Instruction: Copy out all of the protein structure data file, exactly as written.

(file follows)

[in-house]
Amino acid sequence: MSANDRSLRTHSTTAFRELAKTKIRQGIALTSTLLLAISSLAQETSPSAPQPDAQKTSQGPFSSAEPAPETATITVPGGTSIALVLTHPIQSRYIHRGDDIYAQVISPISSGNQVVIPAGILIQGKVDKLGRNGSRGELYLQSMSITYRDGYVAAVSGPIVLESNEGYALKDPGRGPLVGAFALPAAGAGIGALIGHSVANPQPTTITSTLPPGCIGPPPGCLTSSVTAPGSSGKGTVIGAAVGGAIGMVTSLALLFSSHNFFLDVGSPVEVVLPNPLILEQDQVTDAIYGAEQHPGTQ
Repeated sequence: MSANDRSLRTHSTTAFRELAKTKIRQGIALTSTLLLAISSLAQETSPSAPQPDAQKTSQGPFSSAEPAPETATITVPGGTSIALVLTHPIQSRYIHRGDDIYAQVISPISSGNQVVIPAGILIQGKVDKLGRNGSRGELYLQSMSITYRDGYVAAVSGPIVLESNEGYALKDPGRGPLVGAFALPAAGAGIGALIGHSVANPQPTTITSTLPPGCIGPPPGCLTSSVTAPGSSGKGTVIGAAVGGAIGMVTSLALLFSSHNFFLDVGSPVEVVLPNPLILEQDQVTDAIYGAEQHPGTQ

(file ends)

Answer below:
[in-house]
Amino acid sequence: MSANDRSLRTHSTTAFRELAKTKIRQGIALTSTLLLAISSLAQETSPSAPQPDAQKTSQGPFSSAEPAPETATITVPGGTSIALVLTHPIQSRYIHRGDDIYAQVISPISSGNQVVIPAGILIQGKVDKLGRNGSRGELYLQSMSITYRDGYVAAVSGPIVLESNEGYALKDPGRGPLVGAFALPAAGAGIGALIGHSVANPQPTTITSTLPPGCIGPPPGCLTSSVTAPGSSGKGTVIGAAVGGAIGMVTSLALLFSSHNFFLDVGSPVEVVLPNPLILEQDQVTDAIYGAEQHPGTQ
Repeated sequence: MSANDRSLRTHSTTAFRELAKTKIRQGIALTSTLLLAISSLAQETSPSAPQPDAQKTSQGPFSSAEPAPETATITVPGGTSIALVLTHPIQSRYIHRGDDIYAQVISPISSGNQVVIPAGILIQGKVDKLGRNGSRGELYLQSMSITYRDGYVAAVSGPIVLESNEGYALKDPGRGPLVGAFALPAAGAGIGALIGHSVANPQPTTITSTLPPGCIGPPPGCLTSSVTAPGSSGKGTVIGAAVGGAIGMVTSLALLFSSHNFFLDVGSPVEVVLPNPLILEQDQVTDAIYGAEQHPGTQ